The pants pulled down in the back because my derriere sits low and I needed to add extra fullness.  I added 1/2 inch 6 inches down from my waist by cutting and spreading the pattern piece.  The front pants piece required no alterations.  The top ended up being two sizes smaller than the pants.

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Design and Sew #321 – Suit Yourself

As with the Vogue pattern, I traced and cut a muslin of the pattern.  To begin with, the pants needed to be shortened 3 inches and the pant legs needed to be redrawn.  The crotch length on the front needed to be shortened 2 inches.  The waist on the front and back needed to be decreased by 3/8 inch.  I needed to slash and decrease the hips by 1/2 inch.  The back darts were a bit too long, so the adjustment didn’t require me to redraft the darts.  The jacket is one size smaller than the pants, and needs to be fitted.  I have a feeling the jacket needs to be one size smaller and 2 inches shorter.

Of course, the patterns are two different styles and probably is not a fair comparison, but I’m definitely developing a deeper understanding of pattern fit and alterations.  My bod is not in proportion.  The top of my body is two sizes smaller than the lower portion of my body with one hip higher than the other, and my hips tilt forward.

For a long time, I’ve wanted to delve into the world of fashion design, and I believe now is the right time.  Staring in August, I plan on exploring the Fashion Design and Merchandising Department at Canada College in Redwood City, CA.

 

 

 

 

 

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Slow Fashion

BY KATRINA RODABAUGH // There are few books I can wholeheartedly recommend the way I can recommend Overdressed: The Shockingly High Cost of Cheap Fashion to anyone interested in sustainable fashion. That’s right, anyone. I first came across this book by Elizabeth L. Cline when I heard her interviewed on NPR a few years ago. I promptly bought […]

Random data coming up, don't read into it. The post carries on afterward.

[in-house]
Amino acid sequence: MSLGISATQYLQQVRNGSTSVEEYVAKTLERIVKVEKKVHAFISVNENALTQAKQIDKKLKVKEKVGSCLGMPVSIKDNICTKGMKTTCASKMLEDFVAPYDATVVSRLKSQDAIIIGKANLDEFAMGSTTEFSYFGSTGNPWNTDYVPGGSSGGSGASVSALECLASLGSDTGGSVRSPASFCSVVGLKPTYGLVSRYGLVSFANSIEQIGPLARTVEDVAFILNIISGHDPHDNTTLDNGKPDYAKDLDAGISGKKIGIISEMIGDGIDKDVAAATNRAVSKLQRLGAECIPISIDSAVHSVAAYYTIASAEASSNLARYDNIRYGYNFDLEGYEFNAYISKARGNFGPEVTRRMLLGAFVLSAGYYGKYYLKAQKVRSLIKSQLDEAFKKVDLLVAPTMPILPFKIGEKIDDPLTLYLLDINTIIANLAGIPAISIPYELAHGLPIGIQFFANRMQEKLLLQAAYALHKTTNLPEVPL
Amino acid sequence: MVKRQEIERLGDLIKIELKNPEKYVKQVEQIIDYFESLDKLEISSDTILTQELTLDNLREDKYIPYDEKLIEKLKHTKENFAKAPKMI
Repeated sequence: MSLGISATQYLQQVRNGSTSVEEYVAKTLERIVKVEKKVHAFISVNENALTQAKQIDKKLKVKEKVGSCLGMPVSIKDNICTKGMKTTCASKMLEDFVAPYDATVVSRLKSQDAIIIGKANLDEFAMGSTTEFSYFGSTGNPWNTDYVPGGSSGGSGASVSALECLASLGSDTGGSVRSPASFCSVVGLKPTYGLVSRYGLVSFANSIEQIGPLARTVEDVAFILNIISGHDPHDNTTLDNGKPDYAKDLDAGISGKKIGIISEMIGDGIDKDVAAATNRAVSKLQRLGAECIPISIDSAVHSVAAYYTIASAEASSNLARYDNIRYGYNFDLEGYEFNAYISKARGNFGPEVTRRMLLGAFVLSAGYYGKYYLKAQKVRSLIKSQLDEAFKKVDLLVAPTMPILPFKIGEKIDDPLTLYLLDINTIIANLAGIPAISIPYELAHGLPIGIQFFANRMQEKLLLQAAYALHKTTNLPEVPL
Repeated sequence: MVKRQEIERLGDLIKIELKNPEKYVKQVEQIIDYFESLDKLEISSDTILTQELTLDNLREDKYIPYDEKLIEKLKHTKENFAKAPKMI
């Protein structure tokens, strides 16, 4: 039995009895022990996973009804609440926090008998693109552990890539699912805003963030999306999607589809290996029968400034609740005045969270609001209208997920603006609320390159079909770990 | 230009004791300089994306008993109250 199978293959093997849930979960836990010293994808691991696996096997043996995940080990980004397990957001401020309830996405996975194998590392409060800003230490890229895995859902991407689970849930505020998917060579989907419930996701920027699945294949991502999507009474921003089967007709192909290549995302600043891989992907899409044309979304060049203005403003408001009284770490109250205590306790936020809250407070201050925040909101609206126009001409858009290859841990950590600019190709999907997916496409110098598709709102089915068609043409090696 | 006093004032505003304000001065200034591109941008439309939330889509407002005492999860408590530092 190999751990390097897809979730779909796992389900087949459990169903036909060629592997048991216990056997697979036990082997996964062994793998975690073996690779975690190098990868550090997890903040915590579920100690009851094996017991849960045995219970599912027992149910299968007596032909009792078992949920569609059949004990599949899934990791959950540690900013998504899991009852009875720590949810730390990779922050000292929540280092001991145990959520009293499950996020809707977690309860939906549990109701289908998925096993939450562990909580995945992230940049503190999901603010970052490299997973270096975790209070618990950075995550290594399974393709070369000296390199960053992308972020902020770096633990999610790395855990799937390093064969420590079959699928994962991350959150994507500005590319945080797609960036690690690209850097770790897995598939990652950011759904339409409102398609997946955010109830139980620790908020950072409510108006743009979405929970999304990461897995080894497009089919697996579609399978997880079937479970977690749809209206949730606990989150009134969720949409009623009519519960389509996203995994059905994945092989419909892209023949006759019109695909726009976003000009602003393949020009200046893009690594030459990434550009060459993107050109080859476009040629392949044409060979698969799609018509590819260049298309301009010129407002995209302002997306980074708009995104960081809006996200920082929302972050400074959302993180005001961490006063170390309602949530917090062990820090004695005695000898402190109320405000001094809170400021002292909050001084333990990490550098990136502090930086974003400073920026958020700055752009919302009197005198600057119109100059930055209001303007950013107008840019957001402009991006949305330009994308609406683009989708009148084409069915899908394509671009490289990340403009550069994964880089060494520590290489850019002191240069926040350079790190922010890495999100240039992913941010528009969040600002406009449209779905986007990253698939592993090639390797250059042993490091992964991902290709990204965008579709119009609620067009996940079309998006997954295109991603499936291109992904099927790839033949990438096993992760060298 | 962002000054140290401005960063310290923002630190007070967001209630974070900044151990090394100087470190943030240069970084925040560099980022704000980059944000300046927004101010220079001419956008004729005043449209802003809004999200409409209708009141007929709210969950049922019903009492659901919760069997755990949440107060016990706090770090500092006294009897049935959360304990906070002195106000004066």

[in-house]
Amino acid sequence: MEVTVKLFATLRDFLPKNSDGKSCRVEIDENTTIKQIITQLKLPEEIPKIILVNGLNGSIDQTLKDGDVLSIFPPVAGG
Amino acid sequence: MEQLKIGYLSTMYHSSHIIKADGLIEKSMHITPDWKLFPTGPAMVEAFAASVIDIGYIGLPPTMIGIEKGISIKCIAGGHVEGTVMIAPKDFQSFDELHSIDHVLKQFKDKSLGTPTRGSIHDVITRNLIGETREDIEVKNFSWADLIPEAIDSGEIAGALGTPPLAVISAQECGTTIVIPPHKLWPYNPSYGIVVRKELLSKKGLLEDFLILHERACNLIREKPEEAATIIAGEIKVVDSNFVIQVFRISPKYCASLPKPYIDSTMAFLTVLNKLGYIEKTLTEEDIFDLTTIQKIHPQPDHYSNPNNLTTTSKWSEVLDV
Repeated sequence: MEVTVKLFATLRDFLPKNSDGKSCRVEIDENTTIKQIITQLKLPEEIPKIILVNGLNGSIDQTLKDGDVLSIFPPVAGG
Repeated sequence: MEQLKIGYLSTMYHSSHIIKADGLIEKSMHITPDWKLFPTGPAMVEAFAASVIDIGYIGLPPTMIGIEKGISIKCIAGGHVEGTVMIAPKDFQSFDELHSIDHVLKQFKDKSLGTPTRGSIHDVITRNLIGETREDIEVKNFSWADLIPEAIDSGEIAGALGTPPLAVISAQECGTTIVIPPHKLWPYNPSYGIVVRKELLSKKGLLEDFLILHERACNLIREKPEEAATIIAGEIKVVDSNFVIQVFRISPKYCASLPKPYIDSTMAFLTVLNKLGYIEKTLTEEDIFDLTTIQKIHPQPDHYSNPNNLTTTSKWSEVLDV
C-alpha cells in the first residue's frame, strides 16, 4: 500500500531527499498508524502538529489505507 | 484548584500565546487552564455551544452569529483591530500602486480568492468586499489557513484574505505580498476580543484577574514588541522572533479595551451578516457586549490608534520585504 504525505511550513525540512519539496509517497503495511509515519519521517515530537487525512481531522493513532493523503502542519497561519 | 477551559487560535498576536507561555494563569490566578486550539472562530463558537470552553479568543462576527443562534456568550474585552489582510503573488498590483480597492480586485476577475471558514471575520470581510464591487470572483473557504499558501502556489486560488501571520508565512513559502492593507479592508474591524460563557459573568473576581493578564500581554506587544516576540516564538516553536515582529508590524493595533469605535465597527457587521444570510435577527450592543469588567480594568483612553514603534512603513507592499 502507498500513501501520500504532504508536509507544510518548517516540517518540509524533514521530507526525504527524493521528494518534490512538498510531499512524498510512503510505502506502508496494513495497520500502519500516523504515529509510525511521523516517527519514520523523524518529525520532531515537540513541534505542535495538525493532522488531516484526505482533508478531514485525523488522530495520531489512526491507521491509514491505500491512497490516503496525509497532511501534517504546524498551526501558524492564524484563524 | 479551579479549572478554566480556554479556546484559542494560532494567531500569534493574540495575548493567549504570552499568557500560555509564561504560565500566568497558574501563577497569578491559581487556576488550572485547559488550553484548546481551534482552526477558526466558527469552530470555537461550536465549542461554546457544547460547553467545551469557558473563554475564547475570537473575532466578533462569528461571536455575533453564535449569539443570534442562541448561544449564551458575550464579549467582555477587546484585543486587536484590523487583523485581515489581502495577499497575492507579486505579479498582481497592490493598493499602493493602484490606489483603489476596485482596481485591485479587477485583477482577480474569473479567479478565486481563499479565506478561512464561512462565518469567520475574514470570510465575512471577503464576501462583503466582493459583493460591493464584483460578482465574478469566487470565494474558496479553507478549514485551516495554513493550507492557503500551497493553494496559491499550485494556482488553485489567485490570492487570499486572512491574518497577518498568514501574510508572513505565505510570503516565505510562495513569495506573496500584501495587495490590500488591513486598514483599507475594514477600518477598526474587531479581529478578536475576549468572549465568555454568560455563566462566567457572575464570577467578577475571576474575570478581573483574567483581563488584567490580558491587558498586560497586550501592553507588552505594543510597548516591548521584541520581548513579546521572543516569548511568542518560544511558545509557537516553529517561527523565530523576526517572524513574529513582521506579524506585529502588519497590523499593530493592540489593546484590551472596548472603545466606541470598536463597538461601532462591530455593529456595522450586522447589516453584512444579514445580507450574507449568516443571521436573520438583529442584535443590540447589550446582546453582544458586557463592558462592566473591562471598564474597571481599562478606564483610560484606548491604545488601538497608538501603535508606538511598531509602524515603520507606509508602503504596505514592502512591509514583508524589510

via Slow Fashion Citizen: Elizabeth L. Cline — Fringe Association

For all of those interested in slow fashion, this blog post offers some interesting observations along with recommended reading on the subject.

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Backyard Playground

Since the drought has officially been declared over, I decided to plant a garden this year. Not such an easy endeavor… Well, I discovered this morning, raccoons were busy last night digging up my sunflowers and zinnias.  This really hurts because I pulled weeds, amended the soil and carefully planted the seeds according to the directions on the package.  At first, the birds were eating the sunflower seeds, but I was able to outsmart the birds by covering the top of the location with netting.  I suspect the raccoons are searching for the booty buried by the blue jays.  The blue jays are busy taking dry cat food pieces from the cat’s bowl when he’s not looking.

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Photo Credit:  Mary Lou Fall

The wild life does not seem to be interested in the zucchini nor the crookneck squash.

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Photo Credit:  Mary Lou Fall

Here are the first tomatoes of Summer 2017.

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Photo credit:  Mary Lou Fall

A garden is not complete without a ladybug or

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Photo credit:  Mary Lou Fall

spider.

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Photo credit:  Mary Lou Fall

 

 

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Summer Stitches

As the mercury rises, it’s time to pull out my summer clothes.  Looking in my closet, I realize, “I don’t have anything to wear.”  I use to spend more time at the shopping mall, but now I’m embracing “slow fashion for the home sewist.”  For a definition and interesting article about slow fashion, read this article by Kate Fletcher.   http://www.theecologist.org/green_green_living/clothing/269245/slow_fashion.html

Well, time to set up my sewing machine and re-discover the many hidden gems in my stash of fabric.  I do recall purchasing a few yards of cotton canvas fabric designed by Yoko Saito a couple of years ago at, A Verb For Keeping Warm in Oakland, CA. After purchasing the fabric, I discovered Ms. Saito is an internationally known quilt artist, and I also own one of her books.  What a coincidence!

Across the store,  a bolt of fabric caught my eye.  I noticed the fabric because of the color, but most of all the modern look with a vintage appeal of vases on fabric and the simple intersection of lines drawn on the vases. The sales person mentioned, “perhaps the fabric would suit kitchen curtains.”  I had another idea…